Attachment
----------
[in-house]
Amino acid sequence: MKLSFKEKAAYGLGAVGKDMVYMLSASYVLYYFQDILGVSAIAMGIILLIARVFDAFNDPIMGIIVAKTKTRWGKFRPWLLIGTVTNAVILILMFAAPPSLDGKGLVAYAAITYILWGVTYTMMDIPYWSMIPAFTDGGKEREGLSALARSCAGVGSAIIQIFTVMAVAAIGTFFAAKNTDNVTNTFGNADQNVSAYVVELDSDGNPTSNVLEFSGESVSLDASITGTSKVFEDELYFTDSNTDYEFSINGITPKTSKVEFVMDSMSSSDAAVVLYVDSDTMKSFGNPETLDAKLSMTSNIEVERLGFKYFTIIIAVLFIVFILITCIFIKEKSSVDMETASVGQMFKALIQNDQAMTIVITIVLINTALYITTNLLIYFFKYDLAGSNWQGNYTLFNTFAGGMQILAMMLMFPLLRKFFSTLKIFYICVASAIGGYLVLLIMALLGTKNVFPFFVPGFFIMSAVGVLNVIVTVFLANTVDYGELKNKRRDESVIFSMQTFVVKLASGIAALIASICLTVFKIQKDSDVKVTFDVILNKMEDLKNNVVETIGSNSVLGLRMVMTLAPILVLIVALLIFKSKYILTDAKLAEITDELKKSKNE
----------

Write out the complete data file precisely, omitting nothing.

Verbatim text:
[in-house]
Amino acid sequence: MKLSFKEKAAYGLGAVGKDMVYMLSASYVLYYFQDILGVSAIAMGIILLIARVFDAFNDPIMGIIVAKTKTRWGKFRPWLLIGTVTNAVILILMFAAPPSLDGKGLVAYAAITYILWGVTYTMMDIPYWSMIPAFTDGGKEREGLSALARSCAGVGSAIIQIFTVMAVAAIGTFFAAKNTDNVTNTFGNADQNVSAYVVELDSDGNPTSNVLEFSGESVSLDASITGTSKVFEDELYFTDSNTDYEFSINGITPKTSKVEFVMDSMSSSDAAVVLYVDSDTMKSFGNPETLDAKLSMTSNIEVERLGFKYFTIIIAVLFIVFILITCIFIKEKSSVDMETASVGQMFKALIQNDQAMTIVITIVLINTALYITTNLLIYFFKYDLAGSNWQGNYTLFNTFAGGMQILAMMLMFPLLRKFFSTLKIFYICVASAIGGYLVLLIMALLGTKNVFPFFVPGFFIMSAVGVLNVIVTVFLANTVDYGELKNKRRDESVIFSMQTFVVKLASGIAALIASICLTVFKIQKDSDVKVTFDVILNKMEDLKNNVVETIGSNSVLGLRMVMTLAPILVLIVALLIFKSKYILTDAKLAEITDELKKSKNE